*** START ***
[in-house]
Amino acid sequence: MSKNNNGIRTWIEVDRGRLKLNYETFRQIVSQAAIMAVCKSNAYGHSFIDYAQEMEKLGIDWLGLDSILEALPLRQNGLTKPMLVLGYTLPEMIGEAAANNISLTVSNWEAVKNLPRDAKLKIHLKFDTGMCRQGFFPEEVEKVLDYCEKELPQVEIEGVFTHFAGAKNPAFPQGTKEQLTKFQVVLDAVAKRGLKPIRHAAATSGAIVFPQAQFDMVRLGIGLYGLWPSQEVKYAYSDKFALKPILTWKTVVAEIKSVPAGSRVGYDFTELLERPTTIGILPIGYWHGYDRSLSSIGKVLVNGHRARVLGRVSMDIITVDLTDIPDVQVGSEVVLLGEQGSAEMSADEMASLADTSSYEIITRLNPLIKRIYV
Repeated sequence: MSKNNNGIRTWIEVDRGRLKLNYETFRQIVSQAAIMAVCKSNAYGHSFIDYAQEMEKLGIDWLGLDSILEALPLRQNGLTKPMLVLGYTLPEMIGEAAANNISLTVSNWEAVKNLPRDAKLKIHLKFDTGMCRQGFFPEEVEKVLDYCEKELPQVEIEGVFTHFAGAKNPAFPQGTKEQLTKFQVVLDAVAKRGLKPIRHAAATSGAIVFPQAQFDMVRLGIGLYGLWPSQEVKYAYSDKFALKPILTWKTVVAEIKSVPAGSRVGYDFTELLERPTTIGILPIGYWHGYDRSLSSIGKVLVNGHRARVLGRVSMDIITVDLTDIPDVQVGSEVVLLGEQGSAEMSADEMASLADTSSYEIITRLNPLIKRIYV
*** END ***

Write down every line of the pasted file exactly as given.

[in-house]
Amino acid sequence: MSKNNNGIRTWIEVDRGRLKLNYETFRQIVSQAAIMAVCKSNAYGHSFIDYAQEMEKLGIDWLGLDSILEALPLRQNGLTKPMLVLGYTLPEMIGEAAANNISLTVSNWEAVKNLPRDAKLKIHLKFDTGMCRQGFFPEEVEKVLDYCEKELPQVEIEGVFTHFAGAKNPAFPQGTKEQLTKFQVVLDAVAKRGLKPIRHAAATSGAIVFPQAQFDMVRLGIGLYGLWPSQEVKYAYSDKFALKPILTWKTVVAEIKSVPAGSRVGYDFTELLERPTTIGILPIGYWHGYDRSLSSIGKVLVNGHRARVLGRVSMDIITVDLTDIPDVQVGSEVVLLGEQGSAEMSADEMASLADTSSYEIITRLNPLIKRIYV
Repeated sequence: MSKNNNGIRTWIEVDRGRLKLNYETFRQIVSQAAIMAVCKSNAYGHSFIDYAQEMEKLGIDWLGLDSILEALPLRQNGLTKPMLVLGYTLPEMIGEAAANNISLTVSNWEAVKNLPRDAKLKIHLKFDTGMCRQGFFPEEVEKVLDYCEKELPQVEIEGVFTHFAGAKNPAFPQGTKEQLTKFQVVLDAVAKRGLKPIRHAAATSGAIVFPQAQFDMVRLGIGLYGLWPSQEVKYAYSDKFALKPILTWKTVVAEIKSVPAGSRVGYDFTELLERPTTIGILPIGYWHGYDRSLSSIGKVLVNGHRARVLGRVSMDIITVDLTDIPDVQVGSEVVLLGEQGSAEMSADEMASLADTSSYEIITRLNPLIKRIYV